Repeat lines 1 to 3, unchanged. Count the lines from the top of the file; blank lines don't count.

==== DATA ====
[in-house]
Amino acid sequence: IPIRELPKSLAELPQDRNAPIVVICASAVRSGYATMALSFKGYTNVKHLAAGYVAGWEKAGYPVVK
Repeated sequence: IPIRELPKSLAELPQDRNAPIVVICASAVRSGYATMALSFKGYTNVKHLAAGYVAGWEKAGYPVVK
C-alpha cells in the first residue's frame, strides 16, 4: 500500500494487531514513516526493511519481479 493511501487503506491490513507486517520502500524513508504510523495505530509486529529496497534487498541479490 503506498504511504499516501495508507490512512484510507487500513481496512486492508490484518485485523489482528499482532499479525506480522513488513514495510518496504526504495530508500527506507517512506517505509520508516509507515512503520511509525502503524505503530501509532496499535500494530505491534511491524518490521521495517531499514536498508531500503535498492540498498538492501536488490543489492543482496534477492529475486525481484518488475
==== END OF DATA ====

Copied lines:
[in-house]
Amino acid sequence: IPIRELPKSLAELPQDRNAPIVVICASAVRSGYATMALSFKGYTNVKHLAAGYVAGWEKAGYPVVK
Repeated sequence: IPIRELPKSLAELPQDRNAPIVVICASAVRSGYATMALSFKGYTNVKHLAAGYVAGWEKAGYPVVK